How to Build Abstract Wall Art
You can build this modern wall art project for a fraction of the cost of buying a piece this large. And you can customize it to fit any space or color scheme.
IntroductionWe needed wall art for the office, and this project fit the bill perfectly: It looks really cool, it’s inexpensive, and it’s easy to build. It’s made of 2x4s cut into triangles and glued in a pattern to a sheet of plywood. The final size of our project was 4 x 12 ft. (we joined two sheets of plywood with glue and pocket-hole screws), but you can make it any size–and any combination of colors–you want. The only challenge is keeping the triangles straight and square. If I made another one, I would lay out a grid pattern on the plywood to help align the pieces. If you own a planer, plane the boards to a consistent thickness to make gluing easier.
- Circular saw
- Miter saw
- Nail gun
- Table saw
- 1/4” plywood
- 3/4” plywood
- Wood glue
When you’ve chosen the size, determine how many 2x4s you’ll need to cover the plywood backer. You’ll get 25 triangles from an 8-ft. 2×4, which covers about 1-3/4 sq. ft. Our 4 x 12-ft. project required 28 8-ft. 2x4s. We wanted all the triangle edges to be square, so I bought 2x6s and ripped them to 3-1/2 in. wide.
Once you start gluing down triangles, your pattern will be locked in, so do a dry run first, without glue. Starting with a pinwheel shape at the center, keep adding triangles until the plywood backer is full, with each triangle offset from its neighbor.
Project step-by-step (8)
Paint the boards
After choosing your colors, paint both faces of each 2x4. We used dark blue on one face and light blue on the other.
Build a zero-clearance miter saw fence
Fasten a 1x4 to a piece of 1/4-in. plywood with glue and 1-in. screws. This not only gives you a zero-clearance fence but a throat plate as well. Attach the assembly to the miter saw fence with 3/4-in. screws. Set your miter saw to 45 degrees and make a cut.
Cut the triangles
Cut a 45-degree angle at one end of each 2x4. For the next cut, flip the board and align what will be the triangle’s top point with the kerf in the 1/4-in. plywood. Mark where the long point of the triangle’s base lands on the fence and cut the triangle. Repeat this flip-and-cut process until you’ve cut all the triangles you need. Sand all the corners just enough to break the sharp edges.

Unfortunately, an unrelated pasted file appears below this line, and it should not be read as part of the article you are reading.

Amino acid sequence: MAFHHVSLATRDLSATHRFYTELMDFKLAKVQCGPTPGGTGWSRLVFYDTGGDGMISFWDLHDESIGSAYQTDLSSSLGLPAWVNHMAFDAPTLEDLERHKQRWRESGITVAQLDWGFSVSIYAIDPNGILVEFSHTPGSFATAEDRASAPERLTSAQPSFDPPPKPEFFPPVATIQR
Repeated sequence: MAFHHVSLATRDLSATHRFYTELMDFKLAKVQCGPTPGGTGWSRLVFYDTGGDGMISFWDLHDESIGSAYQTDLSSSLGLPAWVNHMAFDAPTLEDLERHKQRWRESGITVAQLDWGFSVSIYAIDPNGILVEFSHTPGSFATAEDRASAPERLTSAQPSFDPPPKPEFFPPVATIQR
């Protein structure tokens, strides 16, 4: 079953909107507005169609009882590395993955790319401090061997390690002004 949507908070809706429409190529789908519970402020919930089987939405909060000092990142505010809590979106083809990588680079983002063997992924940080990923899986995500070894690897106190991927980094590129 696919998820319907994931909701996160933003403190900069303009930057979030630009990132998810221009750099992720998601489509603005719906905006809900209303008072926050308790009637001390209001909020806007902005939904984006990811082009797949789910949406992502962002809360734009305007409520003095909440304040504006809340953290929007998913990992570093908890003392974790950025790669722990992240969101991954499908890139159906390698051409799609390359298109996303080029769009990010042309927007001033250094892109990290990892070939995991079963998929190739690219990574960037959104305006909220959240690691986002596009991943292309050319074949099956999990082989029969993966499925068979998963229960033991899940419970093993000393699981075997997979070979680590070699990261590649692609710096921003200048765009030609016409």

Glue on the triangles
Snap a chalk line from opposite corners to find the center of the plywood. Mark a vertical and a horizontal layout line at the center point as a reference to start the pinwheel. Glue the triangles’ bases–one at a time–and start setting them in place.
Applying glue is the most time-consuming part of this project. The Rockler Silicone Glue Brush made the task much more efficient and bearable.
Trim the edges
Flip the project over and trim off any overhanging triangles using a circular saw with a cutting guide. It won’t cut deep enough to cut all the triangles; you’ll need to finish with a handsaw.
Attach the French cleats
Because this thing is really heavy, we used two French cleats: one at the top edge and a second about 36 in. from the top. Leave the cleats short of the ends so they don’t show. To make the cleats, rip four 4-in.-wide strips of 3/4-in. plywood, and then cut a 45-degree bevel on one edge of each strip. Glue and clamp two cleats to the plywood with the beveled edge pointing down and facing the plywood. Secure the cleats using countersunk 1-1/4-in. construction screws.
Hang the project
Anchor the other two French cleats to studs in the wall using 3-in. screws, with the beveled faces pointing up and facing the wall. Measure carefully to ensure the cleats interlock properly. Hang the project on the cleats.
Attach the frame
Cut the 1x4 frame parts to length, and then nail them to the edges of the project with 2-in. brad nails.